This is your morning Open Thread. Pour a cup of your favorite morning beverage and review the past and comment on the future.
August 20 is the 232nd day of the year (233rd in leap years) in the Gregorian calendar. There are 133 days remaining until the end of the year.
On this day in 1911, the first around-the-world telegram sent, 66 years before Voyager II launch
On this day in 1911, a dispatcher in the New York Times office sends the first telegram around the world via commercial service. Exactly 66 years later, the National Aeronautics and Space Administration (NASA) sends a different kind of message–a phonograph record containing information about Earth for extraterrestrial beings–shooting into space aboard the unmanned spacecraft Voyager II.
The Times decided to send its 1911 telegram in order to determine how fast a commercial message could be sent around the world by telegraph cable. The message, reading simply “This message sent around the world,” left the dispatch room on the 17th floor of the Times building in New York at 7 p.m. on August 20. After it traveled more than 28,000 miles, being relayed by 16 different operators, through San Francisco, the Philippines, Hong Kong, Saigon, Singapore, Bombay, Malta, Lisbon and the Azores–among other locations–the reply was received by the same operator 16.5 minutes later. It was the fastest time achieved by a commercial cablegram since the opening of the Pacific cable in 1900 by the Commercial Cable Company.
The Voyager 2 spacecraft is an unmanned interplanetary space probe launched on August 20, 1977. Both the Voyager 2 and the Voyager 1 space probes were designed, developed, and built at the Jet Propulsion Laboratory near Pasadena, California. Identical in form and instruments with its sister Voyager program craft Voyager 1, Voyager 2 was launched on a slower, more curved trajectory that allowed it to be kept in the plane of the Ecliptic (the plane of the Solar System) so that it could be sent on to Uranus and Neptune by means of utilizing gravity assists during its fly-by of Saturn in 1981 and of Uranus in 1986. Because of this chosen trajectory, Voyager 2 could not take a close-up look at the large Saturnian moon Titan as its sister space probe had. However, Voyager 2 did become the first and only spacecraft to make the spaceflight by Uranus and Neptune, and hence completing the Planetary Grand Tour. This is one that is made practical by a seldom-occurring geometric alignment of the outer planets (happening once every 175 years).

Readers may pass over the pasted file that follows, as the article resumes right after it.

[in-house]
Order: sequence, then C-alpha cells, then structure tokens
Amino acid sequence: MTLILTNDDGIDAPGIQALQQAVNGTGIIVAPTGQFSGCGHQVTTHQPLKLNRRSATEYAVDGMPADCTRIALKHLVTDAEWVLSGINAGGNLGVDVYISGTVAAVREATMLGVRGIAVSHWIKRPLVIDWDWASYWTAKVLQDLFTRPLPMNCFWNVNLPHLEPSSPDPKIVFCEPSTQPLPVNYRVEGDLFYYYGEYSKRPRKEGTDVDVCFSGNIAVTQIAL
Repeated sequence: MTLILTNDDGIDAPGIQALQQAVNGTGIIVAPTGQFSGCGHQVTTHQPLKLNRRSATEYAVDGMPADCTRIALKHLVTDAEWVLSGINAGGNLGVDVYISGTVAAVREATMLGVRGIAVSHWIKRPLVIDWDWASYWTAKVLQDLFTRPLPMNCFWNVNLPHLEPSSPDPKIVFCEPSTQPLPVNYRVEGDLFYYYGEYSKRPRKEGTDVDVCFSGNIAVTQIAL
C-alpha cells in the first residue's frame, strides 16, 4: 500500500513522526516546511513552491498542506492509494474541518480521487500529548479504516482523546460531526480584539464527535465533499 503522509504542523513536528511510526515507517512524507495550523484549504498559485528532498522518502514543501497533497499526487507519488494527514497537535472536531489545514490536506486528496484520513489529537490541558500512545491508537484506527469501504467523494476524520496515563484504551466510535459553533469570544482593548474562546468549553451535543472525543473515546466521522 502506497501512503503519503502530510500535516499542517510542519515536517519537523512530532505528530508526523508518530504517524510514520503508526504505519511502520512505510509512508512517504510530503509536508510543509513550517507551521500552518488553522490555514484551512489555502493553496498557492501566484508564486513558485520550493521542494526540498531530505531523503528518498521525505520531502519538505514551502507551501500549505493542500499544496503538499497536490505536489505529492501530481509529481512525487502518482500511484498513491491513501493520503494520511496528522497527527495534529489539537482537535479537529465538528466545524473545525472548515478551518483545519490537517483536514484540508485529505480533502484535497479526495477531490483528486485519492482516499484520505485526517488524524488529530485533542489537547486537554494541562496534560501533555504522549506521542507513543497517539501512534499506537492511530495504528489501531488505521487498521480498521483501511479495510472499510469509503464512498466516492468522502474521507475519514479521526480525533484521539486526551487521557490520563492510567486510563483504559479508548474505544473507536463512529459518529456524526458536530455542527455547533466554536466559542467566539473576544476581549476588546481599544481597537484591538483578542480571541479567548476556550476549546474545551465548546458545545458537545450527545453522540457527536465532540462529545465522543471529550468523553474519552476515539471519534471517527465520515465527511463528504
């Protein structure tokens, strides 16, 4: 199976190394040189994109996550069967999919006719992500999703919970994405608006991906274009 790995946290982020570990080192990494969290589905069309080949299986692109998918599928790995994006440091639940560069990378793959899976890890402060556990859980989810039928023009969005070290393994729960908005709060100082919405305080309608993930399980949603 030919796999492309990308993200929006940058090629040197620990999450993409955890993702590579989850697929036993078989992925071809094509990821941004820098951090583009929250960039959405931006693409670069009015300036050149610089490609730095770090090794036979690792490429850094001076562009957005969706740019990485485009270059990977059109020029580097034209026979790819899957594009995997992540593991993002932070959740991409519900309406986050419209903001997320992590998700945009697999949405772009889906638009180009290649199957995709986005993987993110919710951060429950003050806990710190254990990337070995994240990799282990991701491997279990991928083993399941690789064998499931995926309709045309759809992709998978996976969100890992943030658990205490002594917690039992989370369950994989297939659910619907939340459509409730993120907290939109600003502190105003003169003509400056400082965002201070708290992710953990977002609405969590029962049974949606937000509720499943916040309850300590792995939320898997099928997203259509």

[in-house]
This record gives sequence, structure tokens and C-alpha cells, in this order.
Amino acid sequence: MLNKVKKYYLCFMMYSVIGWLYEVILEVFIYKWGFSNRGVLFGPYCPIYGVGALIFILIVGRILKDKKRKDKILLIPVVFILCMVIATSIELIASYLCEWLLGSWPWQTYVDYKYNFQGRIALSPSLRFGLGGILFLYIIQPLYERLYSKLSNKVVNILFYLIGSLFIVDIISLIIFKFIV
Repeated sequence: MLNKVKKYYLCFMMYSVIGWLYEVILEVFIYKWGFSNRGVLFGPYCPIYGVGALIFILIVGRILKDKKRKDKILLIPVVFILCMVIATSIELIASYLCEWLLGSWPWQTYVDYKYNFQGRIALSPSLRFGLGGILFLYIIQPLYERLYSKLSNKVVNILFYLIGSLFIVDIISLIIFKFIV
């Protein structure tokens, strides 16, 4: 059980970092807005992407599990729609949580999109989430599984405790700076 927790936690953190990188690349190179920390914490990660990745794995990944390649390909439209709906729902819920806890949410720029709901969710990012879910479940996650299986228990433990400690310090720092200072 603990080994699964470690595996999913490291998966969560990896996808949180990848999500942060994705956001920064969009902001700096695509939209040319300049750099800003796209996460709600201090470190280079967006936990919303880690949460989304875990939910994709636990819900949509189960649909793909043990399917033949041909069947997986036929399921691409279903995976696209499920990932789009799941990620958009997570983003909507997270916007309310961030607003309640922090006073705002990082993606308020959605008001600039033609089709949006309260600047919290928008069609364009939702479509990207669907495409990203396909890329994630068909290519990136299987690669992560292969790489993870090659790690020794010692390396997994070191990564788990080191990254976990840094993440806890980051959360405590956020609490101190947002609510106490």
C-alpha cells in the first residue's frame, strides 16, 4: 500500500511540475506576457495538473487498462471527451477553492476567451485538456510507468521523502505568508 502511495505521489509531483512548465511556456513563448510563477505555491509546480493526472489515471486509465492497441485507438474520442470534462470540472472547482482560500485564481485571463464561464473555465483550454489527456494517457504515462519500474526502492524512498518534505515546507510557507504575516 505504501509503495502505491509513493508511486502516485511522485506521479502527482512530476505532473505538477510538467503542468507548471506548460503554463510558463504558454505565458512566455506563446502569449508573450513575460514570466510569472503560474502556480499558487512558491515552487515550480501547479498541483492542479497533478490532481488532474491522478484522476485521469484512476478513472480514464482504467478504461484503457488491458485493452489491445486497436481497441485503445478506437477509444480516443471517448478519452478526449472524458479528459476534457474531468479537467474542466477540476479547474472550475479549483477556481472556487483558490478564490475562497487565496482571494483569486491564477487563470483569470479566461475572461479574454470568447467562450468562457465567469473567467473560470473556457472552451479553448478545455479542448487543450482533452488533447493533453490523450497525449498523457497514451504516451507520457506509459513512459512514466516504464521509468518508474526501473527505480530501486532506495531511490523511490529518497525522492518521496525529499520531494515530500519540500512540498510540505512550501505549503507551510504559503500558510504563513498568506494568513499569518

The Voyager 2 space probe has made the most productive unmanned space voyage so far, visiting all four of the Outer Planets and their systems of moons and rings, including the first two visits to previously unexplored Uranus and Neptune. Voyager 2 had two sensitive vidicon cameras and an assortment of other scientific instruments to make measurements in the ultraviolet, infrared, and radio wavelengths, as well as ones to measure subatomic particles in outer space, including cosmic rays. All of this was accomplished at a fraction of the amount of money that was later spent on more advanced and specialized space probes Galileo and Cassini-Huygens. Along with the earlier NASA Pioneer 10 and Pioneer 11, sister probe Voyager 1, and the more recent New Horizons, Voyager 2 is an interstellar probe in that all five of these are on one-way trajectories leaving the Solar System.